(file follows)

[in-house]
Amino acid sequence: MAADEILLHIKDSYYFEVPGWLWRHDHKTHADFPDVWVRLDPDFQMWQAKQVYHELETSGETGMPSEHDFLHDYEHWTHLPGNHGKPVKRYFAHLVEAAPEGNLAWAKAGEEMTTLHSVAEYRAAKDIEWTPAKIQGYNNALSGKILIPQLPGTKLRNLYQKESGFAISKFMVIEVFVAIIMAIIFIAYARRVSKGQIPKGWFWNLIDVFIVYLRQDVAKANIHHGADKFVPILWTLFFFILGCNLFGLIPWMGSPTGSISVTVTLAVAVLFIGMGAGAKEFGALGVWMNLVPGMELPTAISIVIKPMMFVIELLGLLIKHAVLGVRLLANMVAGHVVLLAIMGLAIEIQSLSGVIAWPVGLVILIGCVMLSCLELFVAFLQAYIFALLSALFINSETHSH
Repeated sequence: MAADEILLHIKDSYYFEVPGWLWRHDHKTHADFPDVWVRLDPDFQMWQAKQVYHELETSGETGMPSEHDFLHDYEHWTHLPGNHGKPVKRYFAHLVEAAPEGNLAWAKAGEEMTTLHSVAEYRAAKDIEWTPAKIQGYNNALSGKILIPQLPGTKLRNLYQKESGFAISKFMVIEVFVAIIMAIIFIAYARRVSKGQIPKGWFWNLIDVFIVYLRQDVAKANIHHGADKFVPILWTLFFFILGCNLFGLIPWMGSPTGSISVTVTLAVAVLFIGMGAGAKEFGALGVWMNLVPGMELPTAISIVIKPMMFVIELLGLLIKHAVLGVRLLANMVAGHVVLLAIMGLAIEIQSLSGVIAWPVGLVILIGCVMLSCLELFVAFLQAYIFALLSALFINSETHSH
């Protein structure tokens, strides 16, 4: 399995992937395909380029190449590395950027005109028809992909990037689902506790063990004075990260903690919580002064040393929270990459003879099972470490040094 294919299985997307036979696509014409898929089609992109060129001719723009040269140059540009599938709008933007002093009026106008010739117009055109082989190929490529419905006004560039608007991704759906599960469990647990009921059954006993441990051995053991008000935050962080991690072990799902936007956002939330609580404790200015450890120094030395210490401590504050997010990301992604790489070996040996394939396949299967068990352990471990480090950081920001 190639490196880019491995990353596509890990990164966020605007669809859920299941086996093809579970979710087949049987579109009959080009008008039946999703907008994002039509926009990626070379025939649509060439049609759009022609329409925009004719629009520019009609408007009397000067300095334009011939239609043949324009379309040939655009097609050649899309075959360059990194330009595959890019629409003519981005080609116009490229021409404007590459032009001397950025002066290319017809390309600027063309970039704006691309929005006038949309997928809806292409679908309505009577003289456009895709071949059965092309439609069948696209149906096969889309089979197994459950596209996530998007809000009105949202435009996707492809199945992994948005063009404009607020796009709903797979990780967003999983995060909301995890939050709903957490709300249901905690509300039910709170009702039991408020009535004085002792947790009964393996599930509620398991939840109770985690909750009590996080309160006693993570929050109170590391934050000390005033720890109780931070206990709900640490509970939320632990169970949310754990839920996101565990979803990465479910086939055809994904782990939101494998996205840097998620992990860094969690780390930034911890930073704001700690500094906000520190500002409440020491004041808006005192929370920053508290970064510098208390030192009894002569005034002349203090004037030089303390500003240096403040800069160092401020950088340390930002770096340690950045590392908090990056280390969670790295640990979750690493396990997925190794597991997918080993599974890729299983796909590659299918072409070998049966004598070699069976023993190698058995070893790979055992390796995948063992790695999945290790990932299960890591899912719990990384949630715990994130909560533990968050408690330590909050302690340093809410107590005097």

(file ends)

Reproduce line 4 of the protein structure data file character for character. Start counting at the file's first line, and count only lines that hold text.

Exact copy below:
């Protein structure tokens, strides 16, 4: 399995992937395909380029190449590395950027005109028809992909990037689902506790063990004075990260903690919580002064040393929270990459003879099972470490040094 294919299985997307036979696509014409898929089609992109060129001719723009040269140059540009599938709008933007002093009026106008010739117009055109082989190929490529419905006004560039608007991704759906599960469990647990009921059954006993441990051995053991008000935050962080991690072990799902936007956002939330609580404790200015450890120094030395210490401590504050997010990301992604790489070996040996394939396949299967068990352990471990480090950081920001 190639490196880019491995990353596509890990990164966020605007669809859920299941086996093809579970979710087949049987579109009959080009008008039946999703907008994002039509926009990626070379025939649509060439049609759009022609329409925009004719629009520019009609408007009397000067300095334009011939239609043949324009379309040939655009097609050649899309075959360059990194330009595959890019629409003519981005080609116009490229021409404007590459032009001397950025002066290319017809390309600027063309970039704006691309929005006038949309997928809806292409679908309505009577003289456009895709071949059965092309439609069948696209149906096969889309089979197994459950596209996530998007809000009105949202435009996707492809199945992994948005063009404009607020796009709903797979990780967003999983995060909301995890939050709903957490709300249901905690509300039910709170009702039991408020009535004085002792947790009964393996599930509620398991939840109770985690909750009590996080309160006693993570929050109170590391934050000390005033720890109780931070206990709900640490509970939320632990169970949310754990839920996101565990979803990465479910086939055809994904782990939101494998996205840097998620992990860094969690780390930034911890930073704001700690500094906000520190500002409440020491004041808006005192929370920053508290970064510098208390030192009894002569005034002349203090004037030089303390500003240096403040800069160092401020950088340390930002770096340690950045590392908090990056280390969670790295640990979750690493396990997925190794597991997918080993599974890729299983796909590659299918072409070998049966004598070699069976023993190698058995070893790979055992390796995948063992790695999945290790990932299960890591899912719990990384949630715990994130909560533990968050408690330590909050302690340093809410107590005097």